Telephones: Simple technology can improve cancer treatment


People use phones for just about everything these days—reading emails, checking the weather, or catching up on news. Researchers at Huntsman Cancer Institute (HCI) want to add extended patient care to that list. They’re testing a telehealth system called “Symptom Care at Home” to help keep patients as healthy as possible during cancer treatment.

Kathi Mooney, PhD, co-leader of Cancer Control and Population Sciences at HCI, says the idea behind the program is that cancer patients’ symptoms don’t happen only while they are at the doctor’s office. Dr. Mooney has spent 15 years trying to improve patient care through a relatively simple technology—the telephone.

“We came up with an automated telephone system, and we asked patients to call daily basis,” she says. “They report the symptoms they had in the past 24 hours, and how severe they were.”

The automated system then suggests ways the patient can help relieve their symptoms at home. If the patient can’t get them under control, the automated system alerts the patient’s cancer care team at HCI to follow up directly.

Dr. Mooney says telling patients they must call in daily takes the pressure off of them to decide when they’re feeling unwell enough to call. “Some patients who are feeling really poorly just try to tough it out,” she says. “With the automated system, we know when to intervene so they get the care they need.”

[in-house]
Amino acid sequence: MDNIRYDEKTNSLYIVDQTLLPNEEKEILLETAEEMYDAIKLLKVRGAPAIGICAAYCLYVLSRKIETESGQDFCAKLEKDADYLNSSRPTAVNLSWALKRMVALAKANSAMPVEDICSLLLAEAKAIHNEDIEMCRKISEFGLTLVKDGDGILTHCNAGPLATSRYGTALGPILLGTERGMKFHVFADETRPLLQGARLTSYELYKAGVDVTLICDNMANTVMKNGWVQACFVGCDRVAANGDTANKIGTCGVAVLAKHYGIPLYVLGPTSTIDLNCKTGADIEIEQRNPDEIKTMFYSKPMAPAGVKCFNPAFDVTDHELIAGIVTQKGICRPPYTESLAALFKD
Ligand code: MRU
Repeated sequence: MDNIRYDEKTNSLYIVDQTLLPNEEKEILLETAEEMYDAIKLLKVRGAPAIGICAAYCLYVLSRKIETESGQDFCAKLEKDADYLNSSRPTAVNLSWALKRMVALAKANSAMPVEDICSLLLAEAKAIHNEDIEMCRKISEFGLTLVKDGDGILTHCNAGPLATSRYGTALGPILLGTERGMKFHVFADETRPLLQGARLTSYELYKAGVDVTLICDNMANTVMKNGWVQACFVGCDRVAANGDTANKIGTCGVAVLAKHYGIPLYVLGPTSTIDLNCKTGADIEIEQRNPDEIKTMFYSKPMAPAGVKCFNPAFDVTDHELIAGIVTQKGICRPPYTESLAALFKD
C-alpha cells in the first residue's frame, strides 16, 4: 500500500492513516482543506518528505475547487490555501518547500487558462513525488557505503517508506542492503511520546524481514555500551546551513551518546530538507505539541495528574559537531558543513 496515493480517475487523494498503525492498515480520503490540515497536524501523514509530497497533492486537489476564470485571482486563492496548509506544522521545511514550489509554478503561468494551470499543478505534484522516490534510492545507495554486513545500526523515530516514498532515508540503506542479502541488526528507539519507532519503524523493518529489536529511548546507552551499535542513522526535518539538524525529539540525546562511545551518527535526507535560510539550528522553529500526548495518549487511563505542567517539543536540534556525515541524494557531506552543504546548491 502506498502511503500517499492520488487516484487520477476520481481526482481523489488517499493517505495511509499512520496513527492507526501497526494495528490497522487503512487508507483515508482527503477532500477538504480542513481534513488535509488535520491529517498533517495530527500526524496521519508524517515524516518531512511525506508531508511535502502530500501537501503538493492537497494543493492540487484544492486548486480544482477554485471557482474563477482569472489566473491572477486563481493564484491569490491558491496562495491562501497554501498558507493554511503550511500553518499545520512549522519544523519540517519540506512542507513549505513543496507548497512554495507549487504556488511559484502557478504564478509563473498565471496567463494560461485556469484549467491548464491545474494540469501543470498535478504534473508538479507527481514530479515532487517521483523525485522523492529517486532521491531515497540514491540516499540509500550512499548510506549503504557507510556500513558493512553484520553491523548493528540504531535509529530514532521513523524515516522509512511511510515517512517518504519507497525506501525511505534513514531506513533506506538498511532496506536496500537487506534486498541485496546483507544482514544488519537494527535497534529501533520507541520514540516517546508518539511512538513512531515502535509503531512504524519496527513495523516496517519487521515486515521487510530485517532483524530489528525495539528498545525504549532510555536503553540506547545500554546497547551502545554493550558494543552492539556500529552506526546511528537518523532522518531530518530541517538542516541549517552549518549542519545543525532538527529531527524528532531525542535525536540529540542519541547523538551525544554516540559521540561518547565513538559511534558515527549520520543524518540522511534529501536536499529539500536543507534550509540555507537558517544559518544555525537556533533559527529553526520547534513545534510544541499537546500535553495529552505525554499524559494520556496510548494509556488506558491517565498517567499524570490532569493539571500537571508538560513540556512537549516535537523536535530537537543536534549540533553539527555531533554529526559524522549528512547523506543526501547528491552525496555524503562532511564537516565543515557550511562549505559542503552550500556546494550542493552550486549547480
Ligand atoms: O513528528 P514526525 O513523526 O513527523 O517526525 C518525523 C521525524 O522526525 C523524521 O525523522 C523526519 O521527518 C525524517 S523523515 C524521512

Cathy Ostler Bearden was diagnosed with breast cancer five years ago and became part of the Symptom Care at Home study. She called in every day, and often a nurse practitioner called back about her severe nausea and fatigue. Those phone calls, Cathy says, kept her going during a difficult time. “To have a live voice on that phone asking me how I was and telling me what I could do—I was so grateful for that,” she adds.

She may literally owe her life to the telehealth system. On one call, she mentioned she was so tired she could hardly move. Cathy was told to go to the hospital, where doctors made an alarming discovery. “I had no white blood cells, none!” she says. “If I hadn't had that call, I think I would have just toughed it out and probably gotten very sick and died.”

Dr. Mooney says the studies at HCI found dramatic reductions in symptom experience compared to patients receiving conventional care. She hopes to extend the telehealth program to patients in rural communities, as well as caregivers and family members of cancer patients. “Caregivers have stressful lives. They're tired too,” she says. “We found coaching them about their own self-care dramatically improved their vitality.”

Huntsman Cancer Institute (HCI) is a National Cancer Institute (NCI)-Designated Comprehensive Cancer Center, which means it meets the highest standards for cancer research and receives support for its scientific endeavors. HCI is located on the campus of the University of Utah in Salt Lake City and is a part of the University of Utah Health Care system. HCI treats patients with all forms of cancer and operates several high-risk clinics that focus on melanoma and breast, colon, and pancreas cancers, among others. HCI also provides academic and clinical training for future physicians and researchers. For more information about HCI, please visit